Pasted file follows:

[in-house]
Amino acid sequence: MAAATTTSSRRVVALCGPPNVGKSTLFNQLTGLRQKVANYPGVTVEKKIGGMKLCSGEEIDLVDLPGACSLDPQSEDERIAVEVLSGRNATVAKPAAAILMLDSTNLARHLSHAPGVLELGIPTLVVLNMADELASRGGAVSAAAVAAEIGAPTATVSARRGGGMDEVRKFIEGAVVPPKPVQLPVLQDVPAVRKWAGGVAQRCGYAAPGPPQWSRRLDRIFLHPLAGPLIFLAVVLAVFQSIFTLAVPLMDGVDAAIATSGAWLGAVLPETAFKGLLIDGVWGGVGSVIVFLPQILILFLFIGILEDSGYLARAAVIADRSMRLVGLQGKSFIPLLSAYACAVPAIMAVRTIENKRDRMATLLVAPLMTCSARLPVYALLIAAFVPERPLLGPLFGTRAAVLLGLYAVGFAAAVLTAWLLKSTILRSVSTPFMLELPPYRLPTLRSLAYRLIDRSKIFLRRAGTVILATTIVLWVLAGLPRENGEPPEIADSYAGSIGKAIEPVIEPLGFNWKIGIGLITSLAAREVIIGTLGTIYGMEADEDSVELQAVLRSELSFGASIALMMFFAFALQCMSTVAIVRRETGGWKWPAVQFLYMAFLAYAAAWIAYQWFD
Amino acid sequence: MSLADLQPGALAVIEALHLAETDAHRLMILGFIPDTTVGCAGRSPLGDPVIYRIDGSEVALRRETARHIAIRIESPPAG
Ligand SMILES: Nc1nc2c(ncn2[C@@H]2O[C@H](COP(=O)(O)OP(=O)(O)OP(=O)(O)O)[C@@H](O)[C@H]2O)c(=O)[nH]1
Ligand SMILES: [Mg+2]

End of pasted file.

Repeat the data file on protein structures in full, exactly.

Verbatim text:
[in-house]
Amino acid sequence: MAAATTTSSRRVVALCGPPNVGKSTLFNQLTGLRQKVANYPGVTVEKKIGGMKLCSGEEIDLVDLPGACSLDPQSEDERIAVEVLSGRNATVAKPAAAILMLDSTNLARHLSHAPGVLELGIPTLVVLNMADELASRGGAVSAAAVAAEIGAPTATVSARRGGGMDEVRKFIEGAVVPPKPVQLPVLQDVPAVRKWAGGVAQRCGYAAPGPPQWSRRLDRIFLHPLAGPLIFLAVVLAVFQSIFTLAVPLMDGVDAAIATSGAWLGAVLPETAFKGLLIDGVWGGVGSVIVFLPQILILFLFIGILEDSGYLARAAVIADRSMRLVGLQGKSFIPLLSAYACAVPAIMAVRTIENKRDRMATLLVAPLMTCSARLPVYALLIAAFVPERPLLGPLFGTRAAVLLGLYAVGFAAAVLTAWLLKSTILRSVSTPFMLELPPYRLPTLRSLAYRLIDRSKIFLRRAGTVILATTIVLWVLAGLPRENGEPPEIADSYAGSIGKAIEPVIEPLGFNWKIGIGLITSLAAREVIIGTLGTIYGMEADEDSVELQAVLRSELSFGASIALMMFFAFALQCMSTVAIVRRETGGWKWPAVQFLYMAFLAYAAAWIAYQWFD
Amino acid sequence: MSLADLQPGALAVIEALHLAETDAHRLMILGFIPDTTVGCAGRSPLGDPVIYRIDGSEVALRRETARHIAIRIESPPAG
Ligand SMILES: Nc1nc2c(ncn2[C@@H]2O[C@H](COP(=O)(O)OP(=O)(O)OP(=O)(O)O)[C@@H](O)[C@H]2O)c(=O)[nH]1
Ligand SMILES: [Mg+2]